Massachusetts Beverage Business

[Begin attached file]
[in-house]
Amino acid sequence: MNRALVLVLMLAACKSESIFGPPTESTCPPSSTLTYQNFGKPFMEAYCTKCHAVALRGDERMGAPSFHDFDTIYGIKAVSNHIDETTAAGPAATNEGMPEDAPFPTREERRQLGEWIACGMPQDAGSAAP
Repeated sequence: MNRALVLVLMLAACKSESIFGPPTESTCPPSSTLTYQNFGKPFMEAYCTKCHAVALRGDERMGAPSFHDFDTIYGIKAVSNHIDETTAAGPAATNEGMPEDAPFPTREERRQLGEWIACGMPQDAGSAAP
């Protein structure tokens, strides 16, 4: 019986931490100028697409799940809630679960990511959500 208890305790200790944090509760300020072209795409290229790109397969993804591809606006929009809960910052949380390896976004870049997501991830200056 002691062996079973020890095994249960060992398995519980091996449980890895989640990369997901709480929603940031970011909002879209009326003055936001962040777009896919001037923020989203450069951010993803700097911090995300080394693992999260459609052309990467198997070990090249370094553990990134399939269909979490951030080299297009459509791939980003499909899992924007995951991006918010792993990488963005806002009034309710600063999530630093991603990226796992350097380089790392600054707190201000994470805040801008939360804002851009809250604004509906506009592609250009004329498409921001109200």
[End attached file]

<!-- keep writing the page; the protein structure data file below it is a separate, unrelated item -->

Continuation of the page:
No one would dispute the fact that too much red wine will stain the teeth. A new study, however, has found that white wine actually does far more damage than red. Scientists have found that whites such as Chardonnay and Pinot Grigio wear away enamel more quickly than red wines such as Merlot and Claret. Researchers say prolonged contact with white wine erodes the protective layer – making teeth more sensitive to cold, hot and sweet food. A team from Johannes Gutenberg University in Mainz, Germany, looked at the effects of eight red and white wines from Germany, France, Italy, and Spain on the enamel of teeth removed from men and women aged 4O to 65. The teeth were soaked in wines for up to 24 hours and then analyzed under the microscope. Teeth soaked in whites had more damage than those left overnight in red wines, the researchers report in the journal nutrition research. “Within the limits of this study, it can be predicted that frequent consumption of white wines might lead to severe dental erosion,” said co-author Dr. Brita Willershausen. Past studies have shown that carbonated drinks and citrus beverages such as lemon, orange and grapefruit juice can rot dental enamel. If teeth have been softened by exposure to acids, the damage can be made worse by excessive brushing of the teeth too soon afterwards. Diet, the frequency of sipping and the role of saliva can alter the way white wine rots teeth. But there is hope. The researchers believe that calcium-rich foods could offset some of the damage, saying: “The tradition of enjoying different cheeses for dessert or in combination with drinking wine might have a beneficial effect on preventing dental erosion because cheese contains calcium in a high concentration.”

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